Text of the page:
Princess Margaret Was ‘Friendlier’ and More Approachable Than Queen Elizabeth, According to Their Childhood Friend

Princess Margaret lived a fascinating life. She was much different from her sister, Queen Elizabeth II. The Countess of Snowdon made headlines for her wild ways which included heavy smoking, drinking, and partying with some A-list celebrities.

Royal fans don’t know as much about her childhood though since the spotlight was on her more after her sibling became the monarch. But now, the princess’s old friend is sharing what the differences were in Margaret and Elizabeth’s personalities when they were younger.

Princess Margaret
Princess Margaret | Lisa Sheridan / Stringer Getty Images

Were Princess Margaret and Queen Elizabeth close?

Some royal fans have always believed that after Elizabeth became the queen Margaret was jealous of her. However, the countess’s former lady-in-waiting, Lady Anne Glenconner, said that was not the case. She insisted that Margaret “adored” her older sister and was very “supportive” of the queen throughout her life. 

On the Royals podcast, commentator and author Angela Mollard agreed and talked about the relationship and bond the women had. Mollard also revealed that these days the queen is very close with her late sister’s only daughter, Sarah Armstrong Jones, as she is one of the queen’s favorite family members.

“Not many people know this, one of the queen’s favorite people in the royal family is Margaret’s daughter,” Mollard said, adding, “They’ve always had an incredibly close relationship. I think that’s a lovely thing, both for Sarah and for the queen to have this relationship with her sister’s daughter.”

(L) Princess Margaret, (R) Queen Elizabeth II
(L) Princess Margaret, (R) Then-Princess Elizabeth | Lisa Sheridan/Hulton Archive/Getty Images

Princess Margaret was ‘friendlier’ than her older sister

During World War II, Princess Margaret and then-Princess Elizabeth became friends with Alathea Fitzalan Howard who would visit the siblings whenever they stayed at Windsor castle.

Howard’s journal entries during her time with the princesses were published in her book titled The Windsor Diaries: A Childhood With The Princesses. Excerpts were released by the Daily Mail. In the entries, the royals’ childhood confidant referenced the princesses as “P.E.” for Elizabeth and “P.M.” for Margaret. Howard said that Margaret was actually more approachable and “friendlier” than her sibling.

“P.M. is more friendly and I nearly always go to her room to tidy, which to me is v. strange, but I know [P.E.] too well now to be hurt by it,” she wrote.

In another entry, Howard said of Elizabeth: “Her temperament is unsuited to forming strong attachments — no doubt this is a blessing in one of her position and she is wholly fitted for being a queen but I believe her sister will be quite different. I think, were it not for the difference in our ages, I could make a greater friend of [M], though I shall always be deeply devoted to P.E.”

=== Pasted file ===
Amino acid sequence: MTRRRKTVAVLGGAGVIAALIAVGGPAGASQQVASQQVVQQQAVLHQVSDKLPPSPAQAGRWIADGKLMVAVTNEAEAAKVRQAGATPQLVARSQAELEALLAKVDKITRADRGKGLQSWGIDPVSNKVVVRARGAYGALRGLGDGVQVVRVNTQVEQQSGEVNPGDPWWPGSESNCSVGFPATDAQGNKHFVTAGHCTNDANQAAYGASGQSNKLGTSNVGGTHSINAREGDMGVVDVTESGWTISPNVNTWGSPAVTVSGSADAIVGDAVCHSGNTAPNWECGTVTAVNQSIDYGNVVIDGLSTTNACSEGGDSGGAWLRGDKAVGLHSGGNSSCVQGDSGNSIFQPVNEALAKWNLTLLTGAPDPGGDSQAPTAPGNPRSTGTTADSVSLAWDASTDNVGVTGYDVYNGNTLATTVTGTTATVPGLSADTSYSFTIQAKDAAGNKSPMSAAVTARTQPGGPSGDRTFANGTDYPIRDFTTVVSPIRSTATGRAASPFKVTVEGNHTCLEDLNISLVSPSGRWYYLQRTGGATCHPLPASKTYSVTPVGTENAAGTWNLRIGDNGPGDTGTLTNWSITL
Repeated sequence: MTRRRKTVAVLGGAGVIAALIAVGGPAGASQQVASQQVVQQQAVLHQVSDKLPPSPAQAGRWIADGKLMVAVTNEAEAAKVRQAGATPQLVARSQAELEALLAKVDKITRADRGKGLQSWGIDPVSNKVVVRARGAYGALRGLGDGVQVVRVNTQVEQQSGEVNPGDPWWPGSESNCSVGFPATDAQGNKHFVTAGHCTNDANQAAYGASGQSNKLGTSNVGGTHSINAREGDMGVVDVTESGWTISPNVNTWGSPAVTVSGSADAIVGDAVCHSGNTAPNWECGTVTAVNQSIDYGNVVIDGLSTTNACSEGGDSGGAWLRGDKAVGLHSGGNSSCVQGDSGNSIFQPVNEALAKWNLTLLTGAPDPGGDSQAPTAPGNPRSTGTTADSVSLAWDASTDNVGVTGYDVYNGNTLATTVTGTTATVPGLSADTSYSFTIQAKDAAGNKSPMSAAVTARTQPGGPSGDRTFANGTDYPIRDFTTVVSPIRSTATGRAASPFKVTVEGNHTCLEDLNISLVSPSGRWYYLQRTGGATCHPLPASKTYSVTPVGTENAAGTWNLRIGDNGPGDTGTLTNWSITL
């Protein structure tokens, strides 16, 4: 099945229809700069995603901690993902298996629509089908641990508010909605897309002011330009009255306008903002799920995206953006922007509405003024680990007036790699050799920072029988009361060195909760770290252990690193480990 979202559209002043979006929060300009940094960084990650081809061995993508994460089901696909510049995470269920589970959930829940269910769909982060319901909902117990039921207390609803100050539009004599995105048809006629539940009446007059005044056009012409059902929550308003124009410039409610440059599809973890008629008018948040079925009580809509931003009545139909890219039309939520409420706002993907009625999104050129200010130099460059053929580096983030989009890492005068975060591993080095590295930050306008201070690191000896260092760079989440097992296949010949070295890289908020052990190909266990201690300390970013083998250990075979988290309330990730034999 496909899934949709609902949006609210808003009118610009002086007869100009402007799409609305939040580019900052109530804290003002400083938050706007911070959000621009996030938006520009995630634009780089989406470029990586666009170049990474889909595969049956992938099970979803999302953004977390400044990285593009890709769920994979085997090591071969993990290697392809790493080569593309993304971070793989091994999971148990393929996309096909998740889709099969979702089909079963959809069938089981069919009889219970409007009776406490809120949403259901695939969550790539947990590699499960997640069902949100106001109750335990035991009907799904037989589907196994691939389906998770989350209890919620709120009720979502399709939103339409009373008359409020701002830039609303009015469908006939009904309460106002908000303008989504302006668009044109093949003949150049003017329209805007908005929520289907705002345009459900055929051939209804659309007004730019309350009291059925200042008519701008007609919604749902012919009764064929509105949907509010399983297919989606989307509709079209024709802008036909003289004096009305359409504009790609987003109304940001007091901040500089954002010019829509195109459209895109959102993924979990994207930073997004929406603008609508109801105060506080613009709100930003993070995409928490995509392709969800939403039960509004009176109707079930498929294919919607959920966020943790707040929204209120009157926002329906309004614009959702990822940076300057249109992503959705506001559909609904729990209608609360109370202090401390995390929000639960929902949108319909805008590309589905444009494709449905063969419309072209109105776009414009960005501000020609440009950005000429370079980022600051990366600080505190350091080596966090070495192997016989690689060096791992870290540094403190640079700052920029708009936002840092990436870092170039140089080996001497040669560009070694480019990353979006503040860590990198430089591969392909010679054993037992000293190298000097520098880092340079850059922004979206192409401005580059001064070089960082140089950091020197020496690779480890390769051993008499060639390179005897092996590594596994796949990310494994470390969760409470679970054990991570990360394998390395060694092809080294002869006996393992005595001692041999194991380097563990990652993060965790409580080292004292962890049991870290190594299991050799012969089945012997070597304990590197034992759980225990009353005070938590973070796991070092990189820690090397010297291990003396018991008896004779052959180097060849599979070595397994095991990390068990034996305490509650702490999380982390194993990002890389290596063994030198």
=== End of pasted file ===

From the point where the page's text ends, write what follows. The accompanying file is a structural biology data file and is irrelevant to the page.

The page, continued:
Queen Elizabeth II and Princess Margaret
Queen Elizabeth II and Princess Margaret | Tim Graham Photo Library via Getty Images

Princess Margaret’s Best Friend Reveals What Queen Elizabeth Really Thought of Her Sister’s Extramarital Affair

Princess Margaret’s death hit the queen hard

Princess Margaret suffered from a number of health issues over the years. She ended up having a series of strokes and died following a massive stroke on Feb. 9, 2002. She was 71. The palace released a statement at the time which read:

[Queen Elizabeth’s] beloved sister, Princess Margaret, died peacefully in her sleep this morning at 6.30 a.m. in The King Edward VII Hospital. Princess Margaret suffered a further stroke yesterday afternoon. She developed cardiac problems during the night and was taken from Kensington Palace to The King Edward VII Hospital at 2.30 a.m. [Her children] Lord Linley and Lady Sarah were with her, and the queen was kept fully informed throughout the night.

The day of Margaret’s funeral proved to be particularly rough for the usually-reserved queen. She reacted and mourned the way many people do when they lose a loved one and those on hand caught her weeping outside the church while standing alongside Margaret’s son and daughter.

“I think it was the only time anyone ever saw the queen show her emotions in public,” family friend Reinaldo Herrera wrote in Vanity Fair. “Never explaining anything to the world — what she feels, or why she does what she does — is part of her greatness. But for a few minutes that day, as she stood by the steps of St. George’s Chapel at Windsor Castle, watching her sister’s coffin being borne away, her eyes betrayed her.”